student, the alien must not be subject to the two-year home residence 
requirement under section 212(e) of the Act. The duration of status for 
dependents of affected F-1 or J-1 nonimmigrant aliens is also extended 
under this notice until October 1, 2004. This notice applies only to J-
1 exchange visitor students (defined at 22 CFR part 62.4(a)), and does 
not apply to other categories of exchange visitors.
    Pursuant to 8 CFR 248.1(b) and 214.1(c)(4), the term ``timely 
filed'' refers to an application for a change of nonimmigrant status 
filed prior to the expiration of the alien's period of

[[Page 44045]]

authorized stay in the United States. As stated above, the application 
must also be filed by July 30, 2004, and contain an employment start 
date of no later than October 1, 2004. ``Filing'' means receipt by CIS 
as indicated by the receipt date on Form I-797.

Will the Student and Exchange Visitor Information System (SEVIS) 
maintain records of F-1 and J-1 nonimmigrants whose stays are extended?

    Yes. SEVIS will continue to maintain the record of an F-1 or J-1 
nonimmigrant whose stay is extended.

How does this notice affect F-1 and J-1 students who are entitled to an 
extension of their status?

    This extension is in fact an extension of the ordinary 60-day or 
30-day ``grace period'' already accorded an F-1 or J-1 nonimmigrant at 
the completion of his or her program and approved training. As a 
result, an alien benefiting from this extension of the ``grace period'' 
may not work for the petitioning employer or otherwise engage in 
activities inconsistent with those that would be allowed during the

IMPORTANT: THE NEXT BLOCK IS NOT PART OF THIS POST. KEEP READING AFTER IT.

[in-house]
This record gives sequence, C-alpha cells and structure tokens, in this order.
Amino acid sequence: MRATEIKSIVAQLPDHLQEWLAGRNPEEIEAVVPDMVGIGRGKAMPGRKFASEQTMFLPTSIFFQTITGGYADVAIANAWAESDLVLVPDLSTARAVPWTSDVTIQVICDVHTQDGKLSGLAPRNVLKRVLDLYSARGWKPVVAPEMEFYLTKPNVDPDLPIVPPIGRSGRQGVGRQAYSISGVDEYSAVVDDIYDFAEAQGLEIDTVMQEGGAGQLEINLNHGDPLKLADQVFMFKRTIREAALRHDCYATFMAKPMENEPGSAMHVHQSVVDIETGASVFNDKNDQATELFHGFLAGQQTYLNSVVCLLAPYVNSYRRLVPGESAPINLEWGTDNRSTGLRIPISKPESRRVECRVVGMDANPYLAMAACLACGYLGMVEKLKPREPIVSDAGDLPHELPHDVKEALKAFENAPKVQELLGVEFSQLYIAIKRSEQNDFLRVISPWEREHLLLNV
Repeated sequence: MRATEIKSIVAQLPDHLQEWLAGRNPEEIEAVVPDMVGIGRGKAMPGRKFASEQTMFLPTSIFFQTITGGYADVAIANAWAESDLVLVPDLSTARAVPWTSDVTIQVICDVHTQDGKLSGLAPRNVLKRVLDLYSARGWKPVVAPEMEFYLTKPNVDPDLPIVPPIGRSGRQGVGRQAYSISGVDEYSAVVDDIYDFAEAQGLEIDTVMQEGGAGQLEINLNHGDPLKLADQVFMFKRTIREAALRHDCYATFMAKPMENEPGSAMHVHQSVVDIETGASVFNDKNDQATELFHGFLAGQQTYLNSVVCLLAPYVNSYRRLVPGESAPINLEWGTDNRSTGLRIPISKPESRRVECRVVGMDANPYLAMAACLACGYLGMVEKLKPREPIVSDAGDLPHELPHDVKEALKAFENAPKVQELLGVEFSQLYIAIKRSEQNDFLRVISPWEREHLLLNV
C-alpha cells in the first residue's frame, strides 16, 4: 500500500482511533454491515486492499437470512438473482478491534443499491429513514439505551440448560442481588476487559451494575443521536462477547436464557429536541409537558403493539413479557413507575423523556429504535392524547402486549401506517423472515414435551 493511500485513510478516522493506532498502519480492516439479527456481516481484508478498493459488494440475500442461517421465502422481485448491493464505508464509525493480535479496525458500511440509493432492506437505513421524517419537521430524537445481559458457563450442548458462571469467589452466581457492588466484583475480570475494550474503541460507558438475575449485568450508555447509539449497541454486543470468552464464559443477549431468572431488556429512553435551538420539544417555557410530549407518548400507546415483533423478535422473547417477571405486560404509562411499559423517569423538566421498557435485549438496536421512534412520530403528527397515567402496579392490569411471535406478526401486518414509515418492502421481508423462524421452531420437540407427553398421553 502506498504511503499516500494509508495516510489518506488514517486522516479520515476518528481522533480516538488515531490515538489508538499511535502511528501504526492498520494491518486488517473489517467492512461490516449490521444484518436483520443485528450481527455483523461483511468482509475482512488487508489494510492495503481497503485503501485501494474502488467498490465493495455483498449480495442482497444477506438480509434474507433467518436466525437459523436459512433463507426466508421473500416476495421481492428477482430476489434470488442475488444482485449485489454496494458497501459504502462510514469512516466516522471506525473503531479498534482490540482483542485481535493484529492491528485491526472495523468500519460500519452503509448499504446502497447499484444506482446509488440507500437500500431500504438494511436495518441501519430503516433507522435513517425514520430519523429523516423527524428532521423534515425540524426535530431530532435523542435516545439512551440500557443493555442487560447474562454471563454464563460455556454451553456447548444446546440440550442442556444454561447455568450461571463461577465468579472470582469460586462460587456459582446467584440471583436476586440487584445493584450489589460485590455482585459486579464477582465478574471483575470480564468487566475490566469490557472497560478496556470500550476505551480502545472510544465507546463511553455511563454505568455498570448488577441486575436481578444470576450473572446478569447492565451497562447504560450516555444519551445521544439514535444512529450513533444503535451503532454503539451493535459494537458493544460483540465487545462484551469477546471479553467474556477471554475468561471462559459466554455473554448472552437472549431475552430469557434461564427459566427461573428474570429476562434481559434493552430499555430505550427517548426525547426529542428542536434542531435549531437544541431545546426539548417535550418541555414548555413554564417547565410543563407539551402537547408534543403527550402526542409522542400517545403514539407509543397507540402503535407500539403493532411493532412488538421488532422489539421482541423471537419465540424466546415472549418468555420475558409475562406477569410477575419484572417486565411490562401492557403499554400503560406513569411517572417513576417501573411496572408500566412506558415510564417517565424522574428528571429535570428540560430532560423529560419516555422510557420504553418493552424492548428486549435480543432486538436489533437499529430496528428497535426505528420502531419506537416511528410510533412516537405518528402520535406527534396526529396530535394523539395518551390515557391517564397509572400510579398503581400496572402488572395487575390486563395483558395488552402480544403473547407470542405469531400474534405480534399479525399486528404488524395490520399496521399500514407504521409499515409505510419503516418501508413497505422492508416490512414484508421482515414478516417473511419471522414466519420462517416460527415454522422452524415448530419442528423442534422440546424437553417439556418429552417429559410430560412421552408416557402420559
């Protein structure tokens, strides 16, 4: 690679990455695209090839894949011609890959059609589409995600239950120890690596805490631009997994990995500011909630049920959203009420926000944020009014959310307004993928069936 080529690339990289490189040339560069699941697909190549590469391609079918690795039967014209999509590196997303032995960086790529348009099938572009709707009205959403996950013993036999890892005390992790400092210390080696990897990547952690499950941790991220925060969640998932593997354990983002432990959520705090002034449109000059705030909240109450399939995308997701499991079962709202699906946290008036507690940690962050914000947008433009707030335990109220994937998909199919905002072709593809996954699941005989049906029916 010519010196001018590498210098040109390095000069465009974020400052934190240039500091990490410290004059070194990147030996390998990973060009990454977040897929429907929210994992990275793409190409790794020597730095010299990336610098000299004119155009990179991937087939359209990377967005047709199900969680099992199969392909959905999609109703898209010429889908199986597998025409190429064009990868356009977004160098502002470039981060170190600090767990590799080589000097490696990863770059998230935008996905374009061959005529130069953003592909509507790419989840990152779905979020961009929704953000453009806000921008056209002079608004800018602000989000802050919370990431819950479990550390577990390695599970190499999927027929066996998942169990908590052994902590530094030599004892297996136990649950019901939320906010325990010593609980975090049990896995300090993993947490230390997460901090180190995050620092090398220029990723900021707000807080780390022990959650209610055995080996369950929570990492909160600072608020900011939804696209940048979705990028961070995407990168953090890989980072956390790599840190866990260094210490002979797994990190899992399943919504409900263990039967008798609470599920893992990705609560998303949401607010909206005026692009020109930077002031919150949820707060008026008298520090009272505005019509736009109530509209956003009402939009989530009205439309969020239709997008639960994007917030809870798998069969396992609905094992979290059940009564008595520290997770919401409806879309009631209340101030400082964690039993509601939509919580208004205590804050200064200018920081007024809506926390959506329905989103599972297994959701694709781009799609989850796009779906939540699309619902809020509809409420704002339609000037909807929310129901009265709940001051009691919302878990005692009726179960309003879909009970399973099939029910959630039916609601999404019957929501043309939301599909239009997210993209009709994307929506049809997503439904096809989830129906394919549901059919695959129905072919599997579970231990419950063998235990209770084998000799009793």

ordinary 60-day or 30-day grace period. Dependents of an F-1 or J-1 
nonimmigrant benefiting from an extended grace period must follow the 
same rules as those that apply to the F-1 or J-1 principal alien during 
the grace period.
    Nonimmigrants affected by this notice, and all aliens in the United 
States, are reminded that they have an obligation under 8 CFR part 
265.1 to report each change of address and new address to DHS during 
their stay in the United States. An alien who fails to comply with the 
change of address requirements may be removable under section 
237(a)(3)(A) of the Act and subject to criminal or monetary penalties 
under section 266(b) of the Act.

What is the status of an F-1 or J-1 nonimmigrant if their H-1B petition 
filed is approved prior to October 1, 2004?

    In accordance with 8 CFR 214.2(f)(5)(vi) and 8 CFR part 
214.2(j)(1)(vi), the Secretary of Homeland Security may extend the 
duration of the status of certain F-1 and J-1 nonimmigrant aliens for 
such time as is deemed necessary to complete the adjudication of the 
change of status. DHS believes that the extension until October 1, 2004 
provides it with sufficient time to adjudicate H-1B petitions filed on 
or before July 30, 2004. If the alien's H-1B petition is approved